Editor’s note: This series is intended to be a public conversation among teaching theologians of the ELCA on various themes of our faith and the challenging issues of our day. It invites readers to engage in dialogue by posting comments online at the end of each article at www.thelutheran.org.
The series is edited by Philip D.W. Krey, president of the Lutheran Theological Seminary at Philadelphia, on behalf of the presidents of the eight ELCA seminaries.
If you ever spend time in another country (or county) on a mission trip, a semester abroad or on vacation, you might experience culture fatigue.
In a new context, customary patterns are unsettled and everything around you is new or different. Your brain will search to decipher what is familiar and will work overtime to process what is different. You’ll feel tired and need more sleep. You might even develop a headache or feel stressed out and defensive. These are natural bodily reactions to new information.
To be honest, it’s much easier to conserve energy and forgo encountering something new. Reptiles have it easy, right? Their life depends on the instincts that they have at birth. Human beings, however, need more than instinct to survive. Humans need to learn. Education is a matter of survival.
Good education helps you set up patterns and practices to conserve energy. Through learning, the wisdom and practice of earlier generations become valuable for interpreting and framing the contemporary moment.
But there is another side as well. Good education also liberates. Education is liberating when the learner critically reflects on the present and expends energy to imagine different possibilities. Sometimes these different possibilities are radically new and sometimes they are rediscovered.
God expects God’s people to learn. The writer of Deuteronomy makes clear that the commands of God are to be passed on from older generations to newer ones. When a child asks about the meaning behind the law of God, parents are to tell the story of God delivering the Israelites out of Egypt and into the Promised Land.
A Christian who learns, learns not for herself alone but for her neighbor. The Great Commission in Matthew emphasizes that we become disciples in order to participate in the process of making disciples. Education for Lutherans is learning the stories of who we are created to be, learning to be disciples of Jesus Christ and learning to respond in faith, making disciples and serving our neighbors wherever we are, as we are able.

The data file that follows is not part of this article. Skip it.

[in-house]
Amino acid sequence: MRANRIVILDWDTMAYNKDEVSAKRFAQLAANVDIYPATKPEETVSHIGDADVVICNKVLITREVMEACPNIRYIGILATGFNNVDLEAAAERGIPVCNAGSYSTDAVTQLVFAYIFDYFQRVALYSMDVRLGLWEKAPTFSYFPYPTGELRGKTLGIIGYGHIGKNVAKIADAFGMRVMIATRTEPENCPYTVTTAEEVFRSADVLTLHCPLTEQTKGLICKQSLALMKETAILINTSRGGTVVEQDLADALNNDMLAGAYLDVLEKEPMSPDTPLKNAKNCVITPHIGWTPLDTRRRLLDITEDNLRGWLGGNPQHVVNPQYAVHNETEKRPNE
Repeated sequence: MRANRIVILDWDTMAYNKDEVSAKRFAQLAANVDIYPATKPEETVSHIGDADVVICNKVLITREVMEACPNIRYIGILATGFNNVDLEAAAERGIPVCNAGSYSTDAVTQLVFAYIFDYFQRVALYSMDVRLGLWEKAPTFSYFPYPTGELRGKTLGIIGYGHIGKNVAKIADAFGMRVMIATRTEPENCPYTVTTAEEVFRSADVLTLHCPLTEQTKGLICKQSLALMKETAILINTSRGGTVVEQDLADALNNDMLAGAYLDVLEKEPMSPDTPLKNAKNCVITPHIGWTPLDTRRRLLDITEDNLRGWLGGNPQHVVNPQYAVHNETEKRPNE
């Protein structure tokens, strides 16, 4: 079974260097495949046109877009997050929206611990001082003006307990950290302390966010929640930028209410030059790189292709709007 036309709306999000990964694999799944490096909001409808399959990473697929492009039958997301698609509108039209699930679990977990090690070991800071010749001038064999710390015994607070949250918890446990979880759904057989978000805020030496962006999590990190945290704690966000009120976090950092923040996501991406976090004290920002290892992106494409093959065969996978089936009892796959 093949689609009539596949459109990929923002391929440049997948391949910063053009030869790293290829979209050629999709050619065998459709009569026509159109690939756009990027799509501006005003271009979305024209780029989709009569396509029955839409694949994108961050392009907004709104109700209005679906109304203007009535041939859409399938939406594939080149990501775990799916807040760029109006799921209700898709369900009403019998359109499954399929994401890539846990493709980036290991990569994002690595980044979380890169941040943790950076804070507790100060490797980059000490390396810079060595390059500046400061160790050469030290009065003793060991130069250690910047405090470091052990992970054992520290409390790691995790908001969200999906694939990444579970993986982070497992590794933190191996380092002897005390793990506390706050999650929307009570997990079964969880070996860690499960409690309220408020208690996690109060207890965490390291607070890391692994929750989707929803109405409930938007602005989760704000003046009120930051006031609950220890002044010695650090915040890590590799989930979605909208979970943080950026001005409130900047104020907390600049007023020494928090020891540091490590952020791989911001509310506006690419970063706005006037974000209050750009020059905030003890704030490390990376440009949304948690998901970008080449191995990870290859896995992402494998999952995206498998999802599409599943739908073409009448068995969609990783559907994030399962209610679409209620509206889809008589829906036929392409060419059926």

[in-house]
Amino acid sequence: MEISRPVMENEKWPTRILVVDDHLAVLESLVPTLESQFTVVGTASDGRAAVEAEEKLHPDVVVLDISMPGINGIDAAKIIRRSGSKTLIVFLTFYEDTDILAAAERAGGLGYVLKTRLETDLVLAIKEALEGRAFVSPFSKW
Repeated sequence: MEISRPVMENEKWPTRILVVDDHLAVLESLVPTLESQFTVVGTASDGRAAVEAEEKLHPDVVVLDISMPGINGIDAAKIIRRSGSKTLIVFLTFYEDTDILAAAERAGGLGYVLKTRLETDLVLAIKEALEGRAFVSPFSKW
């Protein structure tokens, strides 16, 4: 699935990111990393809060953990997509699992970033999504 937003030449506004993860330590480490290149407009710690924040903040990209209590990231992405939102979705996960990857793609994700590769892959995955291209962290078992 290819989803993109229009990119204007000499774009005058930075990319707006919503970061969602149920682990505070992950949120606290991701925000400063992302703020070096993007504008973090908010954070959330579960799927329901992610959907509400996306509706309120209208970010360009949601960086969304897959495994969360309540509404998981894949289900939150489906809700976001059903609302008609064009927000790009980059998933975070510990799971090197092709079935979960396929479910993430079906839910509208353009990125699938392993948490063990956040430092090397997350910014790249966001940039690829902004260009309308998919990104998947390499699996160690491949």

Martin Luther desired for Christians to encounter the good news of Jesus’ death and resurrection and live a Christian way of life. For Luther the Small Catechism (containing the Ten Commandments, the Apostles’ Creed, the Lord’s Prayer, a summary of the sacraments, daily prayers and household duties) was a brief digest and summary of the entire Scriptures and contained all the Christian needed to know about a life of faith. He encouraged mothers and fathers to teach the catechism to their household daily.
At the same time, Luther insisted that parents send their children to school to learn how to read and write because this would enable them to also read Scripture and the catechism. Luther held on to the long view of learning. Children would one day grow up to become the heads of their own households or perhaps even become a pastor. Mothers and fathers who could read and write would be equipped and competent to teach the Scripture and the catechism to their family. To be prepared for this holy vocation, Luther said, children needed to attend school.
Education is learning to be human and learning to be faithful. When Lutherans support schools, both public and church-related, they follow the greatest commandment to live freely by loving God and loving neighbor.
The rest of this article is only available to subscribers.
© 2013 Augsburg Fortress, Publishers